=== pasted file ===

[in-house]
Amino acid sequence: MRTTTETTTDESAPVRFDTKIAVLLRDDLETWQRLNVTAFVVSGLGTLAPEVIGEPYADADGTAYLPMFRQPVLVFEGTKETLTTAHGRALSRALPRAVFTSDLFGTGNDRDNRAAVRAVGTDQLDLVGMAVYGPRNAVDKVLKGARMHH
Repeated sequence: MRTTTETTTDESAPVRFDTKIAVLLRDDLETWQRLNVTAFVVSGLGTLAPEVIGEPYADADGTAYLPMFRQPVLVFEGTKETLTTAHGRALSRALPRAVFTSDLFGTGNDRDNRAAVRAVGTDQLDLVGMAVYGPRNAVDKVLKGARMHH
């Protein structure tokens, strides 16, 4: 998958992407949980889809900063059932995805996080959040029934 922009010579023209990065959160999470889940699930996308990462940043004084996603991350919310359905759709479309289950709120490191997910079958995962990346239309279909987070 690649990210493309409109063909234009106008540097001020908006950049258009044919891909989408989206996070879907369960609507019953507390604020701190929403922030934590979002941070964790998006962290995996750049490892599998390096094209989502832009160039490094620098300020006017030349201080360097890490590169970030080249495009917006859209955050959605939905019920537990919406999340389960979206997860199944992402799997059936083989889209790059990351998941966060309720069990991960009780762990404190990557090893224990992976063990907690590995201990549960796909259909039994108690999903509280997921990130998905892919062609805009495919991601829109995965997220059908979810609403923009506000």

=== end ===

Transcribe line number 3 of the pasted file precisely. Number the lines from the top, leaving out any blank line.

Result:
Repeated sequence: MRTTTETTTDESAPVRFDTKIAVLLRDDLETWQRLNVTAFVVSGLGTLAPEVIGEPYADADGTAYLPMFRQPVLVFEGTKETLTTAHGRALSRALPRAVFTSDLFGTGNDRDNRAAVRAVGTDQLDLVGMAVYGPRNAVDKVLKGARMHH